Confusingly though, all members of Dungen seem to speak English very well. At one point, frontman Gustav Ejstes mentioned that Philadelphia was the home of the “scratch” and asked if the audience knew the scratch. Someone in the crowd sarcastically responded, “Yeah, we’re American.” But the band’s sincerity was endearing. Before “Festival,” one of a few songs played from Dungen’s classic album, Ta Det Lugnt, Ejsetes dedicated it to “Melissa, who drove 10 hours for the show.” And for the last number, “Du e för Fin för Mig,” drummer Johan Holmegard led people to clap along, encouraging them by saying, “Feel the vibe” before the tune digressed into a wall-of-sound jam. That was the sweet spot for Dungen: beginning quiet and building to a climactic finish.

“Thank you for listening to Swedish music,” said Ejstes after “Du e för Fin för Mig.” For an American audience, not knowing Dungen’s lyrics is part of the band’s unique appeal. They play within a cross-cultural genre while preserving their own culture. This is either disorienting if you cling to the necessity of understanding the words in songs or refreshing if you free yourself from that constraint and absorb yourself in the music. Choosing the latter, it was a wholly satisfying experience. —Jared Levy | @Playtonic





Purity Ring Dazzle with Two Sold-Out Shows on Saturday Night

June 1st, 2015

Purity Ring – Union Transfer – May 30, 2015

The genre witch house makes me think of angsty teens swaying in a graveyard. But outside the graveyard and inside Union Transfer on a warm Saturday night, the teens did more than sway: They stood, transfixed by Purity Ring, who captured their ears while an intense light display captured their eyes. It was worth coming early for the opener, Braids. Midway through their set, everyone around me was captivated by the music. I turned around to look at the crowd, and behind me, a girl who was crying. It was emotional. During the last song, “Miniskirt,” frontwoman Raphaelle Standell-Preston sang, “But in my position/ I’m the slut/ I’m the bitch.” In an audience that was mostly women, these kinds of painful, confessional lyrics connected.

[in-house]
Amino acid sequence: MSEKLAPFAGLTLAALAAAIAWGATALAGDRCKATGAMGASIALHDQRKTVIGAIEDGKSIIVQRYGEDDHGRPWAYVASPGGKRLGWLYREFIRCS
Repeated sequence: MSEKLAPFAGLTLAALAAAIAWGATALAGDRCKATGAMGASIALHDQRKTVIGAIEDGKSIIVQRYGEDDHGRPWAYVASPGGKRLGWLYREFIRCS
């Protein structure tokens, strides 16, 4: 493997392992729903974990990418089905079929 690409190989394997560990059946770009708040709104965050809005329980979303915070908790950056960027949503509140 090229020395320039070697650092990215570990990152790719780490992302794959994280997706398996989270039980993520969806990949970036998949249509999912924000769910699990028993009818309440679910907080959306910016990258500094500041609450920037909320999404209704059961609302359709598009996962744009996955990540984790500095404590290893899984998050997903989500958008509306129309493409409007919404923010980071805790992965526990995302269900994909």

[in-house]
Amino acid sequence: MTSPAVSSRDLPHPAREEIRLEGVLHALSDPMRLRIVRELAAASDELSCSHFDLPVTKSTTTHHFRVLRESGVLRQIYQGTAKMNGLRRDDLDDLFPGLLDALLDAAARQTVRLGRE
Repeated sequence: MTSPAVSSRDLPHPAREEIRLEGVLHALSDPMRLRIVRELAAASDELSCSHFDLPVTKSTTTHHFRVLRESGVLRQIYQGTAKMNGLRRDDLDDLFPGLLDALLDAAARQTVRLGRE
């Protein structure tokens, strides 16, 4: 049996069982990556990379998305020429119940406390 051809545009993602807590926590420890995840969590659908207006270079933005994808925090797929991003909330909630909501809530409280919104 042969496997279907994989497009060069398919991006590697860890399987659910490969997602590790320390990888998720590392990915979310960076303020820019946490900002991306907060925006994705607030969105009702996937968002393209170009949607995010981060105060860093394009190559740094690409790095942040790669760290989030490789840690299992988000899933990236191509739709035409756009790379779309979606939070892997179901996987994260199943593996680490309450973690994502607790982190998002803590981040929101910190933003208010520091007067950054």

And although there weren’t any tears during Purity Ring’s set, I did see two people ferociously making out halfway through the first song. They didn’t stop for the entire set and neither did the dazzling light show. The stage setup was really something: threads coming down from the ceiling and a hazy globe, much like the cover image of the band’s newest album, Another Eternity. The songs they played, including “Heartsigh,” got the kind of reception that’s to be expected from a band that sold out two shows in one night. Leaving the venue, a line snaked around the block for the late performance. Not to the graveyard, but to somewhere life-affirming, if only for a night. —Jared Levy | @Playtonic

(Purity Ring play Terminal 5 tomorrow night and again on Wednesday night.)